Brian, February 20, 2001 - Hi, Thanks to all for the input on the cheese. I found that no one seems to know how much salt is in fresh ricotta but some good ideas on subs. I asked a dietitian at work and she seemed more concerned that I wasn't getting enough salt. Go figure, do we have to worry both ways? email@example.com
Jon's February 20 reply to Brian's February 20, 2001 - Hi Brian, No. Unless a CHFer gets very, very active, he will get enough sodium at 500mg daily. I have even researched iodine requirements with the help of my CHF specialist's head nurse and we're okay on that as well. Jon.
Beverly C, February 20, 2001 - Hi Guys, I am home from my in-stent radiation (brachytherapy). Nothing was any different while I was in the hospital than when I had 3 previous regular angioplasties. About 15 minutes after I got home, I began having pretty severe chest pains. I took a nitro and laid down, and it calmed down in a few minutes. I was very shocked. I've had chest aches off and on since that time. I called the cardiologist on duty and he poo-poo'd me off. He said it might be "bed rot" and to try taking 2 Tylenol and calm down. He is not my doctor and paid no attention to the fact I am an educated patient who has a lot of experience with restenosis. If this continues I will call "my" doctor tomorrow and see what he says. I am very disappointed so far. Beverly C. firstname.lastname@example.org
Mary Hickerson, February 20, 2001 - Hi, On my last post, my doctor took me off my meds for DCM. What a 2 years it has been since I was first diagnosed. I now have been med free for DCM since around September of 2000. My memory loss has improved as well as my fatigue. However, I do know that it is a big gamble being med free and my feeling of being better could only be temporary. This is a risk I will take for the time I have spent with my son, husband and entire family has been wonderful. It is awful to say that sometimes it takes bad news to bring the love out in a family. I still visit this site and keep up with everyone on a daily basis. May God grant peace, love and joy to each of you. Mary from Tennessee. email@example.com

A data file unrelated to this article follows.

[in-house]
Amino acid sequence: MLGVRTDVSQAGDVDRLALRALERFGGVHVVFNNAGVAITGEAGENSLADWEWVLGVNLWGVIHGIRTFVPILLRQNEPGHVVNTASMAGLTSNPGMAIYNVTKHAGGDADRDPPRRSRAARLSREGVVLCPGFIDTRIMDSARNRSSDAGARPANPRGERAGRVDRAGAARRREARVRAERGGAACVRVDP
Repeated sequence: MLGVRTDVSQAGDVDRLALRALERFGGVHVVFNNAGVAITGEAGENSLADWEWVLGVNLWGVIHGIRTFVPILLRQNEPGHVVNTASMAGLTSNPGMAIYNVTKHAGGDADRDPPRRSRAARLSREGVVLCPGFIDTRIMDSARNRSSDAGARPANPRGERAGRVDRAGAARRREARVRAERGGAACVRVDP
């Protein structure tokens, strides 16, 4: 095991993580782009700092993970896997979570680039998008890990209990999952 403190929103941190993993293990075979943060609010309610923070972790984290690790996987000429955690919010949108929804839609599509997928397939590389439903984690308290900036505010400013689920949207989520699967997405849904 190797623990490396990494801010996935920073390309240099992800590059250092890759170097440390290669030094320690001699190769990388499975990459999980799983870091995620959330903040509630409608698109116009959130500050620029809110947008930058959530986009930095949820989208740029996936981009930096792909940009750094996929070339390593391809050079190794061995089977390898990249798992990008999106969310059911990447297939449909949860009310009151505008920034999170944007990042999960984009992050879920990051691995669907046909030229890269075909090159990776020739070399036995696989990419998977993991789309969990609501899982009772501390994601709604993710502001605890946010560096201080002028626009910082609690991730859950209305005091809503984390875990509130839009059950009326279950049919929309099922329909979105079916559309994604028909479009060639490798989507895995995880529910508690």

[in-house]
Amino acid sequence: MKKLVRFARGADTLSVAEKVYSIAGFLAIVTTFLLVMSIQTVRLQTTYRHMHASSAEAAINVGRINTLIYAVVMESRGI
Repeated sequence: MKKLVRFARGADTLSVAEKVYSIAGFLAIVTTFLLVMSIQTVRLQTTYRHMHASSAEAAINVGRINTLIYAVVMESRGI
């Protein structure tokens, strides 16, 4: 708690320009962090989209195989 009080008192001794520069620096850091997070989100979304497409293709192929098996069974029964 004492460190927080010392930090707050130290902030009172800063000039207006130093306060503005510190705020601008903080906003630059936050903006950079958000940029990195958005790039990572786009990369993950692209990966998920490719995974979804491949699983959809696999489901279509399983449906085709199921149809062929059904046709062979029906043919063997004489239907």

Donna, February 20, 2001 - Hi, I have a question. A co-worker of mine was diagnosed with IDCM and CHF a few weeks before myself. She is now back to normal. How often can this occur? It was my impression that once you had CHF you always had it. Now this gal never saw a CHF specialist, just a regular cardiologist. She is being taken off all her meds but she tells me she still feels very tired. If you want to believe her doctor her heart is back to normal size and her EF is around 50%, so does this mean she is cured? Donna. firstname.lastname@example.org
Jon's February 20 reply to Donna's February 20, 2001 - Hi Donna, The answers are in The Manual. Jon.